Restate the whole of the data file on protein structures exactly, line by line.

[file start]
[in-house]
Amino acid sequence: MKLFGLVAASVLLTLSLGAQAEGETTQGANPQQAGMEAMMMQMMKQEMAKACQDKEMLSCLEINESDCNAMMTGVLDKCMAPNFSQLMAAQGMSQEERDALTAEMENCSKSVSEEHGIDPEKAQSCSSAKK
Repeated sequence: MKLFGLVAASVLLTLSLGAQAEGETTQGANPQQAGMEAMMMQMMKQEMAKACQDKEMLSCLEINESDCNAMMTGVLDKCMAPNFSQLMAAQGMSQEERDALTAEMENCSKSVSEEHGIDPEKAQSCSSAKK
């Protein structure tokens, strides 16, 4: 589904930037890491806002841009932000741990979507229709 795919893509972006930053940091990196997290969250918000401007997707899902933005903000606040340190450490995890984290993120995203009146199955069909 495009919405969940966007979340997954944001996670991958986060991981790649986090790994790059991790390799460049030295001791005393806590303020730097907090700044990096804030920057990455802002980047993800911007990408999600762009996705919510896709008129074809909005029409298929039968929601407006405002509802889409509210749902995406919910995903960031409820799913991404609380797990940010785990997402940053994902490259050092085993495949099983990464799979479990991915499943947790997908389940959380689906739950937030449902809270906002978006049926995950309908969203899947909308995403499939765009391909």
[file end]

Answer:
[in-house]
Amino acid sequence: MKLFGLVAASVLLTLSLGAQAEGETTQGANPQQAGMEAMMMQMMKQEMAKACQDKEMLSCLEINESDCNAMMTGVLDKCMAPNFSQLMAAQGMSQEERDALTAEMENCSKSVSEEHGIDPEKAQSCSSAKK
Repeated sequence: MKLFGLVAASVLLTLSLGAQAEGETTQGANPQQAGMEAMMMQMMKQEMAKACQDKEMLSCLEINESDCNAMMTGVLDKCMAPNFSQLMAAQGMSQEERDALTAEMENCSKSVSEEHGIDPEKAQSCSSAKK
């Protein structure tokens, strides 16, 4: 589904930037890491806002841009932000741990979507229709 795919893509972006930053940091990196997290969250918000401007997707899902933005903000606040340190450490995890984290993120995203009146199955069909 495009919405969940966007979340997954944001996670991958986060991981790649986090790994790059991790390799460049030295001791005393806590303020730097907090700044990096804030920057990455802002980047993800911007990408999600762009996705919510896709008129074809909005029409298929039968929601407006405002509802889409509210749902995406919910995903960031409820799913991404609380797990940010785990997402940053994902490259050092085993495949099983990464799979479990991915499943947790997908389940959380689906739950937030449902809270906002978006049926995950309908969203899947909308995403499939765009391909």